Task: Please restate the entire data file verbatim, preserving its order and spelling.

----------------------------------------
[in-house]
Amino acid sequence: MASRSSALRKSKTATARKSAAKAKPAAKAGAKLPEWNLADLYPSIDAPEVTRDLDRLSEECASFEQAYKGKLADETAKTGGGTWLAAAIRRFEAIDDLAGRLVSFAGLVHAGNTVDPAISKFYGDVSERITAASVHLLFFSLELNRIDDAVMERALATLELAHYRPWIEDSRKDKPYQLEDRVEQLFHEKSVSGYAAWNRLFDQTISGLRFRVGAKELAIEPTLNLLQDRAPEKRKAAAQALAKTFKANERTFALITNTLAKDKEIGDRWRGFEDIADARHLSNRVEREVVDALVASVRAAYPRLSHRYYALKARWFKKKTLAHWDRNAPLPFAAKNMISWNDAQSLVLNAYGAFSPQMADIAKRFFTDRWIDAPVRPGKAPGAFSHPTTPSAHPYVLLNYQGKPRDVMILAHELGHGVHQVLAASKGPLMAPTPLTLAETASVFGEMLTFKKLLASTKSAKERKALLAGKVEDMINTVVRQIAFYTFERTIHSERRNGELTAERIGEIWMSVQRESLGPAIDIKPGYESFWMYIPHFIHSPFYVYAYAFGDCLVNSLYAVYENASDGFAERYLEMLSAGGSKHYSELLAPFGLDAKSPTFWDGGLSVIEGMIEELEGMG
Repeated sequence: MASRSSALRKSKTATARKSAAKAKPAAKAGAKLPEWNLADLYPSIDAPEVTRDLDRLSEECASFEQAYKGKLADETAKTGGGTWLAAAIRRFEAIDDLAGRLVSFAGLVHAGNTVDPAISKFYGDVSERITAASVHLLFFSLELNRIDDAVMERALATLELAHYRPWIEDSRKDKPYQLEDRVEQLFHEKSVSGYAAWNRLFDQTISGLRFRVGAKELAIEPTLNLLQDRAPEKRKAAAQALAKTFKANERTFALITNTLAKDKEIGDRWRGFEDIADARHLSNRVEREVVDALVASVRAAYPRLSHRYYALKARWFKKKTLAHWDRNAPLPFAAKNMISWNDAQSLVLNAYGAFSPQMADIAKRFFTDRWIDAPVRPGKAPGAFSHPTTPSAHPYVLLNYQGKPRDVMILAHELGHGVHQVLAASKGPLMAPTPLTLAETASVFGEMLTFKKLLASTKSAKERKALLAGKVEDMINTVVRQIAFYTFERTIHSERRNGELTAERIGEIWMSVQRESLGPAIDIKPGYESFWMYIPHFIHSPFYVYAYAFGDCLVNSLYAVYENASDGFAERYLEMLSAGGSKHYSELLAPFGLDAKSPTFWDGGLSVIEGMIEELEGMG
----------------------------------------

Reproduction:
[in-house]
Amino acid sequence: MASRSSALRKSKTATARKSAAKAKPAAKAGAKLPEWNLADLYPSIDAPEVTRDLDRLSEECASFEQAYKGKLADETAKTGGGTWLAAAIRRFEAIDDLAGRLVSFAGLVHAGNTVDPAISKFYGDVSERITAASVHLLFFSLELNRIDDAVMERALATLELAHYRPWIEDSRKDKPYQLEDRVEQLFHEKSVSGYAAWNRLFDQTISGLRFRVGAKELAIEPTLNLLQDRAPEKRKAAAQALAKTFKANERTFALITNTLAKDKEIGDRWRGFEDIADARHLSNRVEREVVDALVASVRAAYPRLSHRYYALKARWFKKKTLAHWDRNAPLPFAAKNMISWNDAQSLVLNAYGAFSPQMADIAKRFFTDRWIDAPVRPGKAPGAFSHPTTPSAHPYVLLNYQGKPRDVMILAHELGHGVHQVLAASKGPLMAPTPLTLAETASVFGEMLTFKKLLASTKSAKERKALLAGKVEDMINTVVRQIAFYTFERTIHSERRNGELTAERIGEIWMSVQRESLGPAIDIKPGYESFWMYIPHFIHSPFYVYAYAFGDCLVNSLYAVYENASDGFAERYLEMLSAGGSKHYSELLAPFGLDAKSPTFWDGGLSVIEGMIEELEGMG
Repeated sequence: MASRSSALRKSKTATARKSAAKAKPAAKAGAKLPEWNLADLYPSIDAPEVTRDLDRLSEECASFEQAYKGKLADETAKTGGGTWLAAAIRRFEAIDDLAGRLVSFAGLVHAGNTVDPAISKFYGDVSERITAASVHLLFFSLELNRIDDAVMERALATLELAHYRPWIEDSRKDKPYQLEDRVEQLFHEKSVSGYAAWNRLFDQTISGLRFRVGAKELAIEPTLNLLQDRAPEKRKAAAQALAKTFKANERTFALITNTLAKDKEIGDRWRGFEDIADARHLSNRVEREVVDALVASVRAAYPRLSHRYYALKARWFKKKTLAHWDRNAPLPFAAKNMISWNDAQSLVLNAYGAFSPQMADIAKRFFTDRWIDAPVRPGKAPGAFSHPTTPSAHPYVLLNYQGKPRDVMILAHELGHGVHQVLAASKGPLMAPTPLTLAETASVFGEMLTFKKLLASTKSAKERKALLAGKVEDMINTVVRQIAFYTFERTIHSERRNGELTAERIGEIWMSVQRESLGPAIDIKPGYESFWMYIPHFIHSPFYVYAYAFGDCLVNSLYAVYENASDGFAERYLEMLSAGGSKHYSELLAPFGLDAKSPTFWDGGLSVIEGMIEELEGMG